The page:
Learning a new language may seem like a daunting task. Companies investing in English language training programs are faced with the question: How long does it take to learn a language? When considering the goal of ensuring their program is efficient and effective, it’s an important question. Learning a new language is challenging in any situation, but Business English students are learning for specific purposes, introducing even more factors into the equation. International Standards like the Common European Framework of Reference for Languages (CEFR) provide rough estimates, but, in reality, every learner is different.
There are many factors that influence how long it takes to learn English. Consider these 10 factors when evaluating the time it takes for your language program learners to progress in their English language journey.
1. Prior language learning experience
If a person has previously learned a second language or has experience with language learning techniques, they may have an advantage in acquiring English skills more quickly.
For example, if a student in India has grown up speaking Hindi and also learning the local state language, then picking up English may prove easier. A student like this already knows to look for different sentence structures, verb conjugations, and correct spelling. Even though every language is different, they all have rules and exceptions to the rules, and having learned a language before can impact the amount of time it takes to learn English.
All Bridge teachers have native-level English proficiency, but many are non-native English speakers and understand the inherent challenges of learning another language. With this understanding, instructional support methods can be personalized for students based on their prior language learning experience, as well as other relevant factors.
2. Native language of the learner
Ever wonder why Germans tend to speak such good English? It’s because English and German share the same provenance. The native language or mother tongue of an individual can affect the learning speed of an additional language. Some languages share similarities with English, such as vocabulary or grammatical structures, which can facilitate the learning process.
Conversely, those who speak a Romance language like Spanish or Italian may find it harder to perfect their English.
3. Instructional methods
People have unique learning styles, such as visual, auditory, or kinesthetic. Tailoring the learning approach to match one’s preferred style can enhance comprehension and retention of English language skills. In fact, learning should be personalized for individual learner needs, as there is no one-size-fits-all method. Bridge has 30 years of experience training English teachers, providing a pool of expert Business English teachers, well-versed in today’s effective learning methodologies. The Bridge learning platform is also state-of-the-art, providing opportunities for students to learn through the teacher-centric program with the support of advanced technologies. This combination provides opportunities to personalize instruction and track learners’ progress. The programs include private, group, and immersion formats.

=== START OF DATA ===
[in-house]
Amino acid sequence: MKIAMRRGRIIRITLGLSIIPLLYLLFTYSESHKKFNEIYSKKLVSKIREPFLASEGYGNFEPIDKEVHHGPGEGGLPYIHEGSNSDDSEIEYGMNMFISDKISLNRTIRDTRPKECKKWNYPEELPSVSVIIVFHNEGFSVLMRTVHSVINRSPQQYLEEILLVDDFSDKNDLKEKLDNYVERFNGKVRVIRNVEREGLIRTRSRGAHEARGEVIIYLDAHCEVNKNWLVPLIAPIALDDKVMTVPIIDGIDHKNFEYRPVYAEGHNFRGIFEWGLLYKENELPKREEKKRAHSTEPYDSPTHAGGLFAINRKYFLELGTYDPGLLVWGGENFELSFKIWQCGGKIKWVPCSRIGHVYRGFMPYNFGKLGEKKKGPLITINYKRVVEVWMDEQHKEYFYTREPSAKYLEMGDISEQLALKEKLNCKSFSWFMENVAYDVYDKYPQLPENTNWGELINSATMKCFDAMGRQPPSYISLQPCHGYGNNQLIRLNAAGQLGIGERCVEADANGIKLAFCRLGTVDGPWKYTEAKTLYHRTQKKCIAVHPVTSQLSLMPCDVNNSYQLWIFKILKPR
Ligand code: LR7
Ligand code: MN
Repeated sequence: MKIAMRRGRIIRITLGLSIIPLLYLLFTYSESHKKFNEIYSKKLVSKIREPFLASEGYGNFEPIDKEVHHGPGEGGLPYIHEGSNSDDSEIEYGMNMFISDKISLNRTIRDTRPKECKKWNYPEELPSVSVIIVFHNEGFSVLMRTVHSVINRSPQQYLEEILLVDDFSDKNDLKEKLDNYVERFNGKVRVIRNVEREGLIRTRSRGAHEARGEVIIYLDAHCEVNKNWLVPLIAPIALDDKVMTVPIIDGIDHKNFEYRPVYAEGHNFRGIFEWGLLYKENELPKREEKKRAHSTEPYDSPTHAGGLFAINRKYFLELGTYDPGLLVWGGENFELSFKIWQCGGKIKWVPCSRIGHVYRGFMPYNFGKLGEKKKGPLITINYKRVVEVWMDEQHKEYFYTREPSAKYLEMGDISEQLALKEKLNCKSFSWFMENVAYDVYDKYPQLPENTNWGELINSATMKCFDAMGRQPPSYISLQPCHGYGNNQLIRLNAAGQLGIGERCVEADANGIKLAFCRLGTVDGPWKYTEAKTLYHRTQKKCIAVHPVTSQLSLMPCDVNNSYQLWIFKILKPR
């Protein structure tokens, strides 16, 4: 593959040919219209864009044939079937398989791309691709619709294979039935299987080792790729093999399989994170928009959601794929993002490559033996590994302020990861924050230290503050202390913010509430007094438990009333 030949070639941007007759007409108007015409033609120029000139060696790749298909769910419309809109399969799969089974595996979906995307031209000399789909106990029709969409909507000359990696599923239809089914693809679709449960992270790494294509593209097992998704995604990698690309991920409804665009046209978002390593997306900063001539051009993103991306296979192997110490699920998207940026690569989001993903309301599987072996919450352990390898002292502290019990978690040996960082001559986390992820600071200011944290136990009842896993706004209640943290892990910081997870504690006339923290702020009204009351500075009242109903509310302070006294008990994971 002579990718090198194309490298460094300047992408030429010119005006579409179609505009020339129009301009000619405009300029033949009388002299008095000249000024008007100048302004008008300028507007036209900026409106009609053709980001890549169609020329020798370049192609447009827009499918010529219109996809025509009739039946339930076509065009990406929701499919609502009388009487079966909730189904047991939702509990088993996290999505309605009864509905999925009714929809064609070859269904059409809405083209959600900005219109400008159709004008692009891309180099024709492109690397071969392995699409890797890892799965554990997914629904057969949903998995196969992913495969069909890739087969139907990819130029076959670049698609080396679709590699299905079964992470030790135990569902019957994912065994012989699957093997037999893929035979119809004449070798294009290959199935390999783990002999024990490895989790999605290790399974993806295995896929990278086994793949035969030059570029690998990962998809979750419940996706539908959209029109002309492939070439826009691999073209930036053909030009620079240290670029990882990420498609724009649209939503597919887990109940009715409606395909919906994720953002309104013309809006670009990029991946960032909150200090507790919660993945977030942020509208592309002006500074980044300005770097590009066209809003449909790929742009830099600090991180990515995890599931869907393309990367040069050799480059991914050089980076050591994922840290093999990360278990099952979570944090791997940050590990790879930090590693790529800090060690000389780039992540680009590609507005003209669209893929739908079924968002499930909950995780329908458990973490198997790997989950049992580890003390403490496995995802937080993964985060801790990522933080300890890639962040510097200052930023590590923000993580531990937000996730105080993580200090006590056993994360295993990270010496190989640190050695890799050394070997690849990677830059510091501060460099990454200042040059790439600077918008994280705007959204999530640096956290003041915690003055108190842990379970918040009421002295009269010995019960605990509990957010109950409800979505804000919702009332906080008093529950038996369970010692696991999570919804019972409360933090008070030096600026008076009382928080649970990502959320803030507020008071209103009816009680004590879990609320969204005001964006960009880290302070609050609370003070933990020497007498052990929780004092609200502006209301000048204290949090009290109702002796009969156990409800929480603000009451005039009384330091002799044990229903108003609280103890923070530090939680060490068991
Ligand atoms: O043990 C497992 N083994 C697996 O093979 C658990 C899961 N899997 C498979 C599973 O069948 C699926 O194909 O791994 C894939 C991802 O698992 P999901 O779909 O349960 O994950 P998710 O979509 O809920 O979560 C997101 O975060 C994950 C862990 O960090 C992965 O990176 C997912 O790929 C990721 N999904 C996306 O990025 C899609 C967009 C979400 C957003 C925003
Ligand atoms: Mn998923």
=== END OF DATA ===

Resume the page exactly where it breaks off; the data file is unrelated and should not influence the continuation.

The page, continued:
Specific students and company cohorts can customize their learning paths through needs analyses and consultations that identify individual goals and objectives. Personalized learning paths consider the working context of students by including a spectrum of topics, skills, and tasks.
4. Use of authentic resources
This goes hand-in-hand with instructional methods as access to authentic resources that put language learning in the context of job-specific tasks can influence how long it takes to learn English. A task-based learning methodology, for example, may provide authentic resources for the learner to practice writing emails or reports, or a variety of other typical job-specific tasks. Combined with effective instructional techniques and support, such as using language learning apps, round table conversations, project-based tasks, and working with a tutor, task-based learning will optimize the learning experience.
Bridge’s detailed needs assessment and consultation process identifies the specific needs of all students, including the job-specific tasks of learners, providing opportunities to tailor instruction and utilize authentic resources for each learner.
5. Age of learner
Generally, younger learners tend to acquire languages more easily than adults. Children have a higher degree of language plasticity and tend to pick up languages through immersion and natural exposure. However, this doesn’t mean that adults cannot learn English proficiently; it’s just that they may approach the learning process differently. An adult student may feel self-conscious speaking aloud or struggle to find time to practice the language, but with the right instructional methods, rapport with a teacher, and flexible course schedules, there are workarounds to address challenges for adult learners.